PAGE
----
Greening the mommy wars

Should the environmental movement focus on first-world family culture?

Published September 13, 2007 8:25PM (EDT)

I'm not sure why the population question reared its ugly head Wednesday in two unrelated articles, but it wasn't long into reading them before I found myself in an all-too-familiar muddle. Both stories -- Slate's "Global Swarming" and AlterNet's "Does Our Planet Have Too Many People?" posit that controversial link between baby breeding and environmental responsibility. Both articles attempt to distance themselves from the pop control freaks -- the doomsaying Paul Erhlichs and the followers of groups like the U.K.'s Optimum Population Trust or the Voluntary Human Extinction Movement -- but in the end, both venture into uncomfortable territory. With the global population predicted to grow over 25 percent, an additional 2.5 billion by 2050, does it make sense for the environmental movement to continue to leave the issue of population growth off the table?

With the average American spewing more carbon dioxide per lifetime than many a village in rural Africa, it's clear that we're burning up the planet with SUV emissions, not baby farts, but at some future time, could the population become an important factor in the environmental health of the planet? Sure. I'm not recommending authoritarian laws like China's or finger-pointing at the continued population growth of developing nations. Still, in the First World, where affluence allows people to "naturally" use more resources, it's worth arguing about along with discussions about the virtues of public transport and fluorescent lights. However politically incorrect this may sound, having children is a lifestyle choice for those women free enough to determine their own reproductive destiny. But that's a very specific subgroup of women -- and typically the one that has already decided to have smaller families. As any women's rights worker will tell you, the quickest family planning method in most countries is women's rights and education: As women's education levels rise, the birthrate naturally falls.

Still, discussions about overpopulation leave me unsettled. In part, because I know how these self-righteous arguments sometimes disguise all sorts of unrelated personal baggage. My oldest friend, who is finally trying to have a baby at 43 after waiting for the right guy, recently went on an environmentalist tirade about the unbelievable selfishness of women who dare to have three children: "I just look at them and I'm so disgusted: Who do you think you are to reproduce yourself like that?" Feeling a tad defensive with my two children, I found myself citing observations from Phillip Longman's "The Empty Cradle" (which argues bizarrely that depopulation is the real global problem) that the fastest-growing sectors of the population are religious fundamentalists of all stripes. "Some non-fundamentalists need to have kids, right?"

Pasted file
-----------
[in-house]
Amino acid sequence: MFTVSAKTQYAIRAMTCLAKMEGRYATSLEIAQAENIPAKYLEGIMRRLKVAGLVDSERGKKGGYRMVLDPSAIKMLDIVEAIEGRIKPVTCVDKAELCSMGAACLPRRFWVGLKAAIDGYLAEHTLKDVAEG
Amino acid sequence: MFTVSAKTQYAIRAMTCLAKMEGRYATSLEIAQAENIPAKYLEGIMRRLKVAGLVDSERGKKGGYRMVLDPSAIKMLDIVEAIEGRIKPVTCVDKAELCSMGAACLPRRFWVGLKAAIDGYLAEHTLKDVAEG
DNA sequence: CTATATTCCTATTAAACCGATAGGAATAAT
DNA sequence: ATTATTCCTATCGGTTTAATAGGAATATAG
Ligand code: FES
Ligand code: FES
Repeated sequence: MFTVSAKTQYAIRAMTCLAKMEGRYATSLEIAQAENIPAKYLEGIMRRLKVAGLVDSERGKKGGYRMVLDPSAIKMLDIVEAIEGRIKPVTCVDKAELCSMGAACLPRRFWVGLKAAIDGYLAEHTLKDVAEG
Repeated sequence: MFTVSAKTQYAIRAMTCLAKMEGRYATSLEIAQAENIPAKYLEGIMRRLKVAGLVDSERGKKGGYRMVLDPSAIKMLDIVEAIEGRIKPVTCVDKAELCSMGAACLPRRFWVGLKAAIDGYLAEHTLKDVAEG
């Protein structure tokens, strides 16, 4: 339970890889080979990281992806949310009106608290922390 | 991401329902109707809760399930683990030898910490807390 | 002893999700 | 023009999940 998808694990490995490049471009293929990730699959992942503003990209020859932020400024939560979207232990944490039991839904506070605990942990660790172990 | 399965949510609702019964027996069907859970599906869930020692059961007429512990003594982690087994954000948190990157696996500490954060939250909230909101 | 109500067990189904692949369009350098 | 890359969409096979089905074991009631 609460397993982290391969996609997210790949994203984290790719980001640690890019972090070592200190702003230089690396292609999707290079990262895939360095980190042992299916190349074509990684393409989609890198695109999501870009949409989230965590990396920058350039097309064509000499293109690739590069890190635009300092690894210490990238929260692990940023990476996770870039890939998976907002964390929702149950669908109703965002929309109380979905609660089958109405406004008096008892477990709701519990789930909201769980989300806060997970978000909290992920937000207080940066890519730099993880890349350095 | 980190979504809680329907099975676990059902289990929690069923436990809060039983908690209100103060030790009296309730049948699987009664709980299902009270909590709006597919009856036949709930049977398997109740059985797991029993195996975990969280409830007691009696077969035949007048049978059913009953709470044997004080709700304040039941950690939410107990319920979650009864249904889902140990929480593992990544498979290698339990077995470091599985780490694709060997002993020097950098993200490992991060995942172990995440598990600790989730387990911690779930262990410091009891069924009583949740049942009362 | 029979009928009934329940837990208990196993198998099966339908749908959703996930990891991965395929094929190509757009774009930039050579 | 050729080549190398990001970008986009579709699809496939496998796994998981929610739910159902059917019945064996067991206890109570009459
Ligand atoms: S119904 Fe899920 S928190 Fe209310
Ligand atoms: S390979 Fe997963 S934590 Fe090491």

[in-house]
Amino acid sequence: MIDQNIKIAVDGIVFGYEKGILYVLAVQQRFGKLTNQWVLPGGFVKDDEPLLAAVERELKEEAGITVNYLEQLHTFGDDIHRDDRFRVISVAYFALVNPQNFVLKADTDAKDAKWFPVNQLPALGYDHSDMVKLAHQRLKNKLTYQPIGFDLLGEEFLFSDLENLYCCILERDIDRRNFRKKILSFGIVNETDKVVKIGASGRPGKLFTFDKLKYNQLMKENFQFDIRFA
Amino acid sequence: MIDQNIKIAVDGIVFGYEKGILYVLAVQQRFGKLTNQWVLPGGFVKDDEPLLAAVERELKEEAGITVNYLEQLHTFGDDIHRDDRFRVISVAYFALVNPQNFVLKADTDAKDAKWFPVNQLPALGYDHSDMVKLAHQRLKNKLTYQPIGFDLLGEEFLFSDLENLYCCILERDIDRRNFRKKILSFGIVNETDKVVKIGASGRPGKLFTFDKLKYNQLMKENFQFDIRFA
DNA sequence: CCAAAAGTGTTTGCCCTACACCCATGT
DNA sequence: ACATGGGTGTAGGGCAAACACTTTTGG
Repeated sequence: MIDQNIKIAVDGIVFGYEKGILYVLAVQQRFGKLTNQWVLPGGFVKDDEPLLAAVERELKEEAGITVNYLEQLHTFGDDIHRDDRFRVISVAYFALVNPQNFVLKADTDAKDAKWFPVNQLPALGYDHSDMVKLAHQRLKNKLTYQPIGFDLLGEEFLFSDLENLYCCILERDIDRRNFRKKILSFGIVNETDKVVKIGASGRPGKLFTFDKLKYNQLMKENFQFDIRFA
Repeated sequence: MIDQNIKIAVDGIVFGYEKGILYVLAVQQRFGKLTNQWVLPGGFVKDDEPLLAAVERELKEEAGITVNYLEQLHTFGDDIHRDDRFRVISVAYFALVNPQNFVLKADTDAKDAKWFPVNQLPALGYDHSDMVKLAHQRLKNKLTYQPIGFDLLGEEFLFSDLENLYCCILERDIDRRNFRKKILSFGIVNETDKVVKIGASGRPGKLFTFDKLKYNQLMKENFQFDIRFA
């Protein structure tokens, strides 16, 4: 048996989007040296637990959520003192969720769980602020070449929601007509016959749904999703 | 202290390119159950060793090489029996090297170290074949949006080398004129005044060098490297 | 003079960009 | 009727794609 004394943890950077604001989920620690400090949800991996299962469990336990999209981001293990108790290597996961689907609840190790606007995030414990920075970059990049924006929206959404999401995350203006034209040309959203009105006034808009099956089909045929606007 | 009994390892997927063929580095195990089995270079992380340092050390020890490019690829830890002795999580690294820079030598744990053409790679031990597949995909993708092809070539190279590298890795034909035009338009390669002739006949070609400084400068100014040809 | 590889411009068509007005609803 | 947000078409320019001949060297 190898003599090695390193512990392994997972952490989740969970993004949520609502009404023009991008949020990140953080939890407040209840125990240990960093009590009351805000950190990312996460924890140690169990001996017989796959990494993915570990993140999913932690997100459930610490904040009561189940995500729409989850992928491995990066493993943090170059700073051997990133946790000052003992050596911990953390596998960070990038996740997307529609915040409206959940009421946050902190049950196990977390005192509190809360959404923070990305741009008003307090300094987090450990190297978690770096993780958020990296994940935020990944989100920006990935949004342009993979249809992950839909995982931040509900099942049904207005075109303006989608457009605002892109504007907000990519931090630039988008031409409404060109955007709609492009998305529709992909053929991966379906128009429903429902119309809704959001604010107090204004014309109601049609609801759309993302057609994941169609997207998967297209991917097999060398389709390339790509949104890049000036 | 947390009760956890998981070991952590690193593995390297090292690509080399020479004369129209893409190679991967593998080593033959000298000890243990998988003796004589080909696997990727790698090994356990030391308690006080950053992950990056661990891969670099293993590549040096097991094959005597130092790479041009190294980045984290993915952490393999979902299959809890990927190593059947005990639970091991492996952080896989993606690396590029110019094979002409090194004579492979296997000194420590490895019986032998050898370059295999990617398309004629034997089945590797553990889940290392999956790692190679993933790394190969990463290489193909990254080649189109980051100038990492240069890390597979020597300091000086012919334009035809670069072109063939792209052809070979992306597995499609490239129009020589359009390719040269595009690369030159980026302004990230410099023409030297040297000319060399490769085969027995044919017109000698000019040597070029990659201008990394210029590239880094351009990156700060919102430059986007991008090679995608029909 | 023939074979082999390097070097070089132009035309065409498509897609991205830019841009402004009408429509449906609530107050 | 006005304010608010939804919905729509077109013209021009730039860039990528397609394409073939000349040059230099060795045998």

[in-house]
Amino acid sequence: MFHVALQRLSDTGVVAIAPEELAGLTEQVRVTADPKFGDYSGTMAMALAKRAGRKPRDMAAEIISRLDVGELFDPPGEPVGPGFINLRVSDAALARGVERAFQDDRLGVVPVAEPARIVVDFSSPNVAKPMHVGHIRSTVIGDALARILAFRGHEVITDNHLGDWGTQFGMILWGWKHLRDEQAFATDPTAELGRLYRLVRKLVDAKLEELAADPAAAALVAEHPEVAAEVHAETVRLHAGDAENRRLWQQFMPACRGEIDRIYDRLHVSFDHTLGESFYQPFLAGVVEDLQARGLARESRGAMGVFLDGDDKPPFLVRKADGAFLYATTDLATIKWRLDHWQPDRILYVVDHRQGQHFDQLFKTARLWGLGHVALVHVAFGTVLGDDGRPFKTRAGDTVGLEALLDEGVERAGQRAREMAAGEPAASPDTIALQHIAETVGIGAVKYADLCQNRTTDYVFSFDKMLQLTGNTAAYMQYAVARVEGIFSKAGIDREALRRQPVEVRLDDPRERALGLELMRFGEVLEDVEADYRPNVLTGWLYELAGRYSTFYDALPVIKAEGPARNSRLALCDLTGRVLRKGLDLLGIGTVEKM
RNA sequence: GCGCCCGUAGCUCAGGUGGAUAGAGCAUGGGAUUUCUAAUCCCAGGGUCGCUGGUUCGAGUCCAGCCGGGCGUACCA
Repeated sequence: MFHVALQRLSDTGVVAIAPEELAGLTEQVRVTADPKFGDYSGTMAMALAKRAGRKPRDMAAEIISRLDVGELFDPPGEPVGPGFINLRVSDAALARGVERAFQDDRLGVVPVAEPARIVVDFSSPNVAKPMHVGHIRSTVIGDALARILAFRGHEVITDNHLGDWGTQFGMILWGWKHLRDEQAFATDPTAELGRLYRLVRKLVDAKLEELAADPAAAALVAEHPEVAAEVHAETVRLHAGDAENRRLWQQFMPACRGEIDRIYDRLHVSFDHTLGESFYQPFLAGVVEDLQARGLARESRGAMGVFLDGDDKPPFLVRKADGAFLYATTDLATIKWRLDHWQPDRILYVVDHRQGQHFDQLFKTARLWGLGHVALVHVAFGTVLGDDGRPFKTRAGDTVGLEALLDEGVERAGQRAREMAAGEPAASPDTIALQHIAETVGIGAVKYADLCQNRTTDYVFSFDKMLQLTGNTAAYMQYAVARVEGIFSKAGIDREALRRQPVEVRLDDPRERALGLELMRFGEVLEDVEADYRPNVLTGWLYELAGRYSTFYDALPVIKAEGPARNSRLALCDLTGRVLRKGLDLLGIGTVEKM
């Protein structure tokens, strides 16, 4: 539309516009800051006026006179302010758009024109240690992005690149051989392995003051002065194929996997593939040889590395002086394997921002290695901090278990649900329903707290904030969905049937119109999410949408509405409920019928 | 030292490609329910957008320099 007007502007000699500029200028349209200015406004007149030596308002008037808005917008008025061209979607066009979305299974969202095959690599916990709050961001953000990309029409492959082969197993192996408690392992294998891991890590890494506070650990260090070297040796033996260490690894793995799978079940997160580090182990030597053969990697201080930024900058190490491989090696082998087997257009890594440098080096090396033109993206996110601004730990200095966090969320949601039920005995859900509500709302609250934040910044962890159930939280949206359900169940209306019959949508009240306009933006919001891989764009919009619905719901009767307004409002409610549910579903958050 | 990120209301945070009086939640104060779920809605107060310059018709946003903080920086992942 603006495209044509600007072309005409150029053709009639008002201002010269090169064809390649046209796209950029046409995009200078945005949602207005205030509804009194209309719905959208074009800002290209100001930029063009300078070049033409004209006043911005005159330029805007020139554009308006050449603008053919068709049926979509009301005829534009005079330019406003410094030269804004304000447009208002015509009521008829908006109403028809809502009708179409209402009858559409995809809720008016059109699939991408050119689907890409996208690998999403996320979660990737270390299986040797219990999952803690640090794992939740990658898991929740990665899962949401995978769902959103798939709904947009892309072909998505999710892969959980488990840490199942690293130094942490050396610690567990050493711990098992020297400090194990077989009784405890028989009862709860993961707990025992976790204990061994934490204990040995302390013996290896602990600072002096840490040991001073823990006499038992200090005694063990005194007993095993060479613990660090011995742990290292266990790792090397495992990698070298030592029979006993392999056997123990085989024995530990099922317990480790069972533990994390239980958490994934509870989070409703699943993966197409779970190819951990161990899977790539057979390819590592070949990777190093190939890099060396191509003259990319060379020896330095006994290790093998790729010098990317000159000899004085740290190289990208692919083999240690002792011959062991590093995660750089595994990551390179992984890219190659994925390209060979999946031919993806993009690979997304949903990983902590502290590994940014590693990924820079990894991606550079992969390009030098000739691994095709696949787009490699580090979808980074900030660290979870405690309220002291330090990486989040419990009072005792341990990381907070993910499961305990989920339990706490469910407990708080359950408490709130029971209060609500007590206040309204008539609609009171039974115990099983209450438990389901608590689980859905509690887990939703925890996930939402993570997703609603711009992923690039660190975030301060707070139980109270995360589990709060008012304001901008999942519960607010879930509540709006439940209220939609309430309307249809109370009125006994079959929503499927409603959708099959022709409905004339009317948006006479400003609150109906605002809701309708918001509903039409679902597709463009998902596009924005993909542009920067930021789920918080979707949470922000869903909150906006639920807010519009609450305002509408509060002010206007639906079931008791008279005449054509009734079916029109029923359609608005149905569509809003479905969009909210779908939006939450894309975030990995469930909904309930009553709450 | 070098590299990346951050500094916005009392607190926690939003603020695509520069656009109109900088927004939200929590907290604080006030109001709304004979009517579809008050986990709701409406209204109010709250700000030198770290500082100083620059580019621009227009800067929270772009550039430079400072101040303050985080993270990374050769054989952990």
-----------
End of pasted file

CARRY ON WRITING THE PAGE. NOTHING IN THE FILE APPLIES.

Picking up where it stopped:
My own history offers a case in point for why big theories are so difficult to disentangle from very personal decisions. A decade ago, my husband and I used to declare that we wouldn't have children for environmental reasons. But, of course, that wasn't the whole story: We were both scared to death of having children at all. Then we decided to have kids and first pursued a public foster-adoption program -- again there were unspoken personal issues: My abiding fear of childbirth, my husband's fear that he would feel as alienated from his own genetic children as he did from his parents. But after a couple of years of our social workers quitting and losing our files, we decided to have kids the old-fashioned way. Did we scuttle our higher principles? Did we get off our high horses and grow up? Frankly, I can see it either way.

Even though reintroducing overpopulation as an environmental issue may foment yet another mommy war, probing the complex relationship among biological birthing, first-world family culture and environmentalism is worth the discomfort. Becoming a parent has made me downright schizoid environmentally speaking. I drive a veggie-oil car, shop almost exclusively at the farmers market and try to buy all used toys and clothes. I also buy little plastic sandwich bags and do revolting piles of laundry almost daily. Should this have made me a candidate for the Voluntary Human Extinction Movement? Only time (and no doubt in the voices of my future teenagers) will tell me for sure.

By Carol Lloyd

Carol Lloyd is currently at work on a book about the gentrification wars in San Francisco's Mission District.

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